Immune cells, including T cells, express a key membrane protein called Pannexin1 that forms a membrane channel. These channels regulate the release of intracellular messengers into the extracellular space, including ATP, PGEs, and ions. The Eugenin Lab previously demonstrated that the opening of these channels is essential for HIV infectivity and replication. Clearly, infectivity and replication are related to ethnicity, thus doctoral student Stephani Velasquez is examining the role of these channels in HIV replication and chemokine-mediated migration.
Eugenin EA, King JE, Hazleton JE, Major EO, Bennett MV, Zukin RS, Berman JW (2011) Differences in NMDA receptor expression during human development determine the response of neurons to HIV-tat-mediated neurotoxicity. Neurotox Res 19: 138-148. PMI: 20094923
Eugenin EA, Clements JE, Zink MC, Berman JW (2011) Human immunodeficiency virus infection of human astrocytes disrupts blood-brain barrier integrity by a gap junction-dependent mechanism. J Neurosci 31: 9456-9465. PMI: 21715610
Hazleton JE, Berman JW, Eugenin EA (2010) Novel mechanisms of central nervous system damage in HIV infection. HIV AIDS (Auckl) 2: 39-49. PMI: 22096383
Eugenin EA, Gaskill PJ, Berman JW (2009) Tunneling nanotubes (TNT) are induced by HIV-infection of macrophages: a potential mechanism for intercellular HIV trafficking. Cell Immunol 254: 142-148. PMI: 18835599
Bueno SM, Gonzalez PA, Cautivo KM, Mora JE, Leiva ED, Tobar HE, Fennelly GJ, Eugenin EA, Jacobs WR, Jr., Riedel CA, Kalergis AM (2008) Protective T cell immunity against respiratory syncytial virus is efficiently induced by recombinant BCG. Proc Natl Acad Sci U S A 105: 20822-20827. PMI: 19075247
Eugenin EA, King JE, Nath A, Calderon TM, Zukin RS, Bennett MV, Berman JW (2007) HIV-tat induces formation of an LRP-PSD-95- NMDAR-nNOS complex that promotes apoptosis in neurons and astrocytes. Proc Natl Acad Sci U S A 104: 3438-3443. PMI: 17360663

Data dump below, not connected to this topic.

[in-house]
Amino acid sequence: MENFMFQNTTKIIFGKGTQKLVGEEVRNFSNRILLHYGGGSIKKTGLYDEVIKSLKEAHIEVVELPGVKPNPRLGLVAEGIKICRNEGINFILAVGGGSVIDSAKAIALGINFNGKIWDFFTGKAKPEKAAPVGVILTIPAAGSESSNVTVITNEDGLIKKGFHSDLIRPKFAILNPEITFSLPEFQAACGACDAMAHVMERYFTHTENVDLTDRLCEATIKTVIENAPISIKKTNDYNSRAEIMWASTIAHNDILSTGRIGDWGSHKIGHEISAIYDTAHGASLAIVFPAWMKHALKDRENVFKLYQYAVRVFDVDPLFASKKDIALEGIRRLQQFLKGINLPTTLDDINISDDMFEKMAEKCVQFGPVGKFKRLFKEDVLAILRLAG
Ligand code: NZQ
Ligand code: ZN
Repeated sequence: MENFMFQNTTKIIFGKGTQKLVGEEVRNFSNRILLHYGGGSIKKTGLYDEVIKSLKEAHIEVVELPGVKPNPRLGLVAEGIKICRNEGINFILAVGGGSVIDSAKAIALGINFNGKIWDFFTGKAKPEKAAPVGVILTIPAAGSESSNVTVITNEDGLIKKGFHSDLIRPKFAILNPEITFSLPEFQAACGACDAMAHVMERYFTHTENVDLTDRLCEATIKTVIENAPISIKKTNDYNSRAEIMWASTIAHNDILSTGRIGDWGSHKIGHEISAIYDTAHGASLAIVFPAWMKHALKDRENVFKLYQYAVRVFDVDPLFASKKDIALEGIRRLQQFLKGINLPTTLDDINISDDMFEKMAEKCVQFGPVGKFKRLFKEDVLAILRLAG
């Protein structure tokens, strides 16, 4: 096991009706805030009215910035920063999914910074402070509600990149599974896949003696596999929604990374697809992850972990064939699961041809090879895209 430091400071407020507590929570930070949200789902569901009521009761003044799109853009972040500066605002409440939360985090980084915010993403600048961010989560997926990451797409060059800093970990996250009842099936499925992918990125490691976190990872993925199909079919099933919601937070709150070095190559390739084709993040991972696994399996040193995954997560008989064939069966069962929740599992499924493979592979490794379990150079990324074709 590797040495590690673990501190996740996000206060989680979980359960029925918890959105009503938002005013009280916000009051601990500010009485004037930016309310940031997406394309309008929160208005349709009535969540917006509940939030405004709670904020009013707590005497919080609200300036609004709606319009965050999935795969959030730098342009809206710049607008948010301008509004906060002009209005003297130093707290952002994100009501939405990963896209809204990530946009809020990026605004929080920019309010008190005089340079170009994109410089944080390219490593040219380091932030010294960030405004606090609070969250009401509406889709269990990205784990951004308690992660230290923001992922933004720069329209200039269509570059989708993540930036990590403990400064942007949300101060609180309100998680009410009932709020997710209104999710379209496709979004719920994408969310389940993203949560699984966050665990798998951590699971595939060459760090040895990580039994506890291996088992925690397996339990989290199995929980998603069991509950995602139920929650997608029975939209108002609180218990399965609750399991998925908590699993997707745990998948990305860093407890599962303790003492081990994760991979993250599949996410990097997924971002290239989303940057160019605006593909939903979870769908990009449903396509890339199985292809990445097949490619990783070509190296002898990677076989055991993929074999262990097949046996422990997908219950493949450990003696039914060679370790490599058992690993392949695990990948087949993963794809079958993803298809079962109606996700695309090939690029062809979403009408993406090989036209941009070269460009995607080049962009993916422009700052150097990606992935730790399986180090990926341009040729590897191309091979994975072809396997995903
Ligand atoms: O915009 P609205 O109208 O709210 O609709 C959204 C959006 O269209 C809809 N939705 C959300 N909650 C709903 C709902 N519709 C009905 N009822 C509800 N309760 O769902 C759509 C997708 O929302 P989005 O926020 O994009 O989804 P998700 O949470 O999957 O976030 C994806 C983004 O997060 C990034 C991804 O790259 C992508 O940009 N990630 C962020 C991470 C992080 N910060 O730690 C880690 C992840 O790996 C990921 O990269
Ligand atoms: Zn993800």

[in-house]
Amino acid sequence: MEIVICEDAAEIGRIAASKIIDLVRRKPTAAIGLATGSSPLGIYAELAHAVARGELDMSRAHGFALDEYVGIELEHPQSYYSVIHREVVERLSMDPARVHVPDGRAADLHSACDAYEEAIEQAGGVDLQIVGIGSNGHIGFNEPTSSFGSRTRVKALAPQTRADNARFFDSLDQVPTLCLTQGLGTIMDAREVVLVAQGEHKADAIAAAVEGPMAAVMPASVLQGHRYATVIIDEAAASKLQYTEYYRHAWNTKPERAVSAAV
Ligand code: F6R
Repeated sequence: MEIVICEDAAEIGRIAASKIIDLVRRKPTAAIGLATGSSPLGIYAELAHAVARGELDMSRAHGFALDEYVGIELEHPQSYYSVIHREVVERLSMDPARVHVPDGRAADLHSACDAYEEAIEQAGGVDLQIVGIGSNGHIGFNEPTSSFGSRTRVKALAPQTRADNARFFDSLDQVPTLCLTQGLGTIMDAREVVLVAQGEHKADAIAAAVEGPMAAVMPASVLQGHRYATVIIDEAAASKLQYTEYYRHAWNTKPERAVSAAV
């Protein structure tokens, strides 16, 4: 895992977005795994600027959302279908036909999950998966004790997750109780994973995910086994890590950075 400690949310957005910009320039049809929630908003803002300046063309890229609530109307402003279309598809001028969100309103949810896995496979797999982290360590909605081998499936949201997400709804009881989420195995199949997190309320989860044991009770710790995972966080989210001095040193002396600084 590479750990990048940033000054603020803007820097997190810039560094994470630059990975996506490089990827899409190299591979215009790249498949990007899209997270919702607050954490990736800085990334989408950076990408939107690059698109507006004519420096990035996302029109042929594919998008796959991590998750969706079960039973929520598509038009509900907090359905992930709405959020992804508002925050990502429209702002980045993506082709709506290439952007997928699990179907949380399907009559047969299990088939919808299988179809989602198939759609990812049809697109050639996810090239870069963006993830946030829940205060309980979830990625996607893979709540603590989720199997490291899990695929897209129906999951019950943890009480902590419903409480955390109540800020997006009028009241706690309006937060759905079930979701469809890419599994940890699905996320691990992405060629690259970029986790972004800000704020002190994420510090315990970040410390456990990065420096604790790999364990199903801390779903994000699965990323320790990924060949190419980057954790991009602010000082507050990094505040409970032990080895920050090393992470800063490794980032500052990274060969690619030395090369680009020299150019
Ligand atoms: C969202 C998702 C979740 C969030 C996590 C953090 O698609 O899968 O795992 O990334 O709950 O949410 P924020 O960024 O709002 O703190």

Eugenin EA, Osiecki K, Lopez L, Goldstein H, Calderon TM, Berman JW (2006) CCL2/monocyte chemoattractant protein-1 mediates enhanced transmigration of human immunodeficiency virus (HIV)-infected leukocytes across the blood-brain barrier: a potential mechanism of HIV-CNS invasion and NeuroAIDS. J Neurosci 26: 1098-1106. PMI: 16436595
Eugenin EA, Gamss R, Buckner C, Buono D, Klein RS, Schoenbaum EE, Calderon TM, Berman JW (2006) Shedding of PECAM-1 during HIV infection: a potential role for soluble PECAM-1 in the pathogenesis of NeuroAIDS. J Leukoc Biol 79: 444-452. PMI: 16507710
Eugenin EA, D'Aversa TG, Lopez L, Calderon TM, Berman JW (2003) MCP-1 (CCL2) protects human neurons and astrocytes from NMDA or HIV-tat-induced apoptosis. J Neurochem 85: 1299-1311. PMI: 12753088
Eugenin EA, Branes MC, Berman JW, Saez JC (2003) TNF-alpha plus IFN-gamma induce connexin43 expression and formation of gap junctions between human monocytes/macrophages that enhance physiological responses. J Immunol 170: 1320-1328. PMI: 12538692
Eugenin EA, Berman JW (2003) Chemokine-dependent mechanisms of leukocyte trafficking across a model of the blood-brain barrier. Methods 29: 351-361. PMI: 12725802
Eugenin EA, Eckardt D, Theis M, Willecke K, Bennett MV, Saez JC (2001) Microglia at brain stab wounds express connexin 43 and in vitro form functional gap junctions after treatment with interferon-gamma and tumor necrosis factor-alpha. Proc Natl Acad Sci U S A 98: 4190-4195. PMI: 11259646
Eugenin EA, Gonzalez H, Saez CG, Saez JC (1998) Gap junctional communication coordinates vasopressin-induced glycogenolysis in rat hepatocytes. Am J Physiol 274: G1109-1116. PMI: 9696712
Doctoral Degree, Catholic University of Chile, Santiago, Chile, 2001.
Degree in Biochemistry, Universidad Austral de Chile, Chile, 1996.
Postdoctoral Studies, The Albert Einstein College of Medicine, Pathology, 2001-2004.
Instructor Scientific, The Albert Einstein College of Medicine, Pathology, 2005-2007.
Assistant Professor of Pathology, The Albert Einstein College of Medicine, Pathology, 2007-2012.